From harvesting to construction to hospitality, managing a business in a seasonal industry is no easy task. When both access to your supplies and demand for your products depend on trends that vary throughout the year, you have to plan carefully to maintain consistent profits. The following tips will help you do just that, setting the stage for enduring success:
1. Be Precise About Seasonal Planning.
The first and most important tip for seasonal business management is to come up with precise estimates for any changes throughout the year that affect your operation. Only once you know exactly when you will have access to supplies and customers will you be able to make concrete plans. If you’ve already been in business for a few years, look at past sales records and supply receipts. If you haven’t, check the statistics for your industry. Try to figure out not only when the off and on seasons are, but also how quickly you can expect to transition from one to the other. If customers suddenly stop coming in after a certain date, you’ll have to make different plans than if demand slowly dwindles over the course of weeks or months.
2. Use The Offseason To Plan For The On Season.
Once you know exactly when demand will rise and fall, you can start using the times of low demand to get ready for high demand. How you do this will depend on your specific industry and customer base. If you run a hotel or a restaurant, you can stock up on any supplies that will keep for extended periods; you’ll likely be able to get a better price for them now than if you waited for the on season. Likewise, if you’re in the construction industry, you can study building trends in your area, determine your likely labor and equipment needs, and begin gathering these resources.
3. Limit Your Costs & Shore Up Your Funding.
Both revenues and costs fall during the offseason, but revenues tend to fall faster and farther. This can put serious financial pressure on your company, particularly if it’s a small startup with little in the way of savings or assets. To minimize the risk to your company, start by looking for ways to lower costs as much as possible. If you have facilities that you don’t need to use, you can rent them to other businesses; the same goes for trucks and certain types of machinery. But even after all this, you may still have a shortfall, so look for a lender who provides working capital to seasonal companies.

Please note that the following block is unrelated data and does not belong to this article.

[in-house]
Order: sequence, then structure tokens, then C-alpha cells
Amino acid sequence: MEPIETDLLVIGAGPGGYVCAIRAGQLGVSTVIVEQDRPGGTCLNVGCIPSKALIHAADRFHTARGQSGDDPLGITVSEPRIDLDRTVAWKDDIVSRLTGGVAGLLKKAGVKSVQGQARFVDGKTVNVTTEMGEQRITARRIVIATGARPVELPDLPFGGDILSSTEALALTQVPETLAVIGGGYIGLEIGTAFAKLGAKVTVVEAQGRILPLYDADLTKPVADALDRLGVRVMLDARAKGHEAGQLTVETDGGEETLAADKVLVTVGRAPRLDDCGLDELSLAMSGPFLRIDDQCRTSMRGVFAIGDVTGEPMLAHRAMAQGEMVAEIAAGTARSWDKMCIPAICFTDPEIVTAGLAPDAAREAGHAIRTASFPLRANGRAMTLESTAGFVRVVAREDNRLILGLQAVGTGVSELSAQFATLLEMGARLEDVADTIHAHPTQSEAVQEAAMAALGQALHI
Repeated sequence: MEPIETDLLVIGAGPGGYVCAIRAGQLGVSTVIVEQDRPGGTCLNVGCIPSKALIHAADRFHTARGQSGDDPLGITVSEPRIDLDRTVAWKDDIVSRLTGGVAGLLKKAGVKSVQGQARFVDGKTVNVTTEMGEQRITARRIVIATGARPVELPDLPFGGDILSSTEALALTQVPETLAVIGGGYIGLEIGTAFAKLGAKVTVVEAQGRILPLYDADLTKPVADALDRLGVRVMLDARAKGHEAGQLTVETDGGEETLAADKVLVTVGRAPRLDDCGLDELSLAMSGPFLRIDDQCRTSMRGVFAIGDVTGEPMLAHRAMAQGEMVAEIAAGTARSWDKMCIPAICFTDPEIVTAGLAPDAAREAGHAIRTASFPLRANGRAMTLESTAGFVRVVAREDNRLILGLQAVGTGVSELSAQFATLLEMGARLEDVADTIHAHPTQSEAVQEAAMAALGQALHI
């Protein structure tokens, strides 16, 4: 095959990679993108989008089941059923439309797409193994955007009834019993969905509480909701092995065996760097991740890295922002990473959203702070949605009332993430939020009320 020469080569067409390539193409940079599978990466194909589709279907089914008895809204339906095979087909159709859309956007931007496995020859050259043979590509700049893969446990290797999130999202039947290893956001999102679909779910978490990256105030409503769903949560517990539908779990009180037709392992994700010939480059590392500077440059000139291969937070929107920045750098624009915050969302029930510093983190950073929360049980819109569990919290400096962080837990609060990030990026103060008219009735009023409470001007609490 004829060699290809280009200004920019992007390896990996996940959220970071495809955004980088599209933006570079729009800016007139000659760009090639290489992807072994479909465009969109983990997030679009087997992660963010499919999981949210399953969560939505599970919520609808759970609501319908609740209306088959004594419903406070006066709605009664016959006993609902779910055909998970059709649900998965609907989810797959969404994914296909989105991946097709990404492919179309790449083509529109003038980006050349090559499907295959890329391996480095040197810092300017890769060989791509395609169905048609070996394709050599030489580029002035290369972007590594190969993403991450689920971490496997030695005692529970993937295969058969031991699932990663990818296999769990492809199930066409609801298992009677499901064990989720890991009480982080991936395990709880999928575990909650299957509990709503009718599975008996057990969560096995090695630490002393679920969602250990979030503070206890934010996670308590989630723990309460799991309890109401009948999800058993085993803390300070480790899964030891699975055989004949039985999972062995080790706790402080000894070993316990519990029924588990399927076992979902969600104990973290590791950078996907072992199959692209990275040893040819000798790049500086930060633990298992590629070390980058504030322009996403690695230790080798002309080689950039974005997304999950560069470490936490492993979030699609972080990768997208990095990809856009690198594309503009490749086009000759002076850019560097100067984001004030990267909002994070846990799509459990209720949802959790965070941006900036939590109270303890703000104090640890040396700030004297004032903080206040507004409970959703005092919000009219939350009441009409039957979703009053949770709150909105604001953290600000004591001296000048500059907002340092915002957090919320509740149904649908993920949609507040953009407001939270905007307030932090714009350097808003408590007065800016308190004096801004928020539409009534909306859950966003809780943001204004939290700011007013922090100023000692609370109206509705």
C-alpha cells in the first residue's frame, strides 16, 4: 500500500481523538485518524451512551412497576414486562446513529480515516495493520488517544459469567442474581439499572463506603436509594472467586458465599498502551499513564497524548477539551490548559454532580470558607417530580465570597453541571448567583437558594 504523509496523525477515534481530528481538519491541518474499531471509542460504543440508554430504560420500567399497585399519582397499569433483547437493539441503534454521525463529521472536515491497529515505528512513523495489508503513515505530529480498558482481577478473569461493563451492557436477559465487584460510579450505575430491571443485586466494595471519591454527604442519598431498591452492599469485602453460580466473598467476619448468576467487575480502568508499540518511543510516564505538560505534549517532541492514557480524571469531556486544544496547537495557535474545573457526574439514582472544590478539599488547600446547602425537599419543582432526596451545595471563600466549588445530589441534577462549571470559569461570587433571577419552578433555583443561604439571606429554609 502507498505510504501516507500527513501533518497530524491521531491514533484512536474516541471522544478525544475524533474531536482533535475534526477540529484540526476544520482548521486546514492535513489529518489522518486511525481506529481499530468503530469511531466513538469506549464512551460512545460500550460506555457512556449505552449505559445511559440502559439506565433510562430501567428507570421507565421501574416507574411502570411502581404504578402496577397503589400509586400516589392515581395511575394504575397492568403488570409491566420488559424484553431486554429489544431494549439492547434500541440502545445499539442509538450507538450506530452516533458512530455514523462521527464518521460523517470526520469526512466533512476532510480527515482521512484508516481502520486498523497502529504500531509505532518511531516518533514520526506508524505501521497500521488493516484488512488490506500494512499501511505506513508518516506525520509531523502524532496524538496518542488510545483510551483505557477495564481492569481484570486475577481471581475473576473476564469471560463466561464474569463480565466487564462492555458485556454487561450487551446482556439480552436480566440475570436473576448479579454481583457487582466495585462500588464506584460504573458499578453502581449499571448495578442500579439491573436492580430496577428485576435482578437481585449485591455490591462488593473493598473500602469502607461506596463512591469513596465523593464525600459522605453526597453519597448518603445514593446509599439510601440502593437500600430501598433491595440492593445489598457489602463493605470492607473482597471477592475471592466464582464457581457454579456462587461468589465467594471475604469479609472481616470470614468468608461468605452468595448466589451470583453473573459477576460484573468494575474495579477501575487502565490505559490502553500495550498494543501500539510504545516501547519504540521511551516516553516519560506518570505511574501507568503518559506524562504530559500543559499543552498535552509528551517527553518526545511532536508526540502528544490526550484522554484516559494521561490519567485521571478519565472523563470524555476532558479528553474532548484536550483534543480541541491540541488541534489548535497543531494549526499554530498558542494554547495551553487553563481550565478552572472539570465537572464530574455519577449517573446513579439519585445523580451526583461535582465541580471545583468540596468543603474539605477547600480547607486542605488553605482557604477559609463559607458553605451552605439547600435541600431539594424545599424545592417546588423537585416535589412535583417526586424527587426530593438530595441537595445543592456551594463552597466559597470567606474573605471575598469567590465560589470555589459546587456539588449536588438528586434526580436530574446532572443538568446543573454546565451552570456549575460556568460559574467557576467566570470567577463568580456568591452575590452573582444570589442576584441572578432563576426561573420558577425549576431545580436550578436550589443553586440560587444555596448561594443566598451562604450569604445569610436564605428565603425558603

4. Expand Your Marketing Efforts.
While customers are unlikely to actually buy your products or services during the offseason, that doesn’t mean you can’t plant the seeds of later sales. Marketing campaigns can get people interested in your products and give them an incentive to buy them later. This is particularly true if you sell both products and services for which those products are necessary. Say that you run a ski resort that also sells skis and snowboards to visitors. If you offer potential customers a discount on that equipment during the summer, you can convince more of them to buy it. But then they’ll have to visit your resort in the winter in order to use them.
5. Help Your Staff Weather The Shift.
Seasonal fluctuations often have the biggest impact on members of your staff. Even if they make enough money during the on season to stay afloat financially in the off, they don’t want to spend 3 or 4 months with nothing to do. If you can help them find jobs in the offseason, this will improve their morale, making them happier to work for you and more likely to stay loyal for the long haul.
Managing a seasonal business is always a challenge, but through careful planning and preparation, you’ll be more than prepared to meet it. For more information on success for all seasons, contact us today.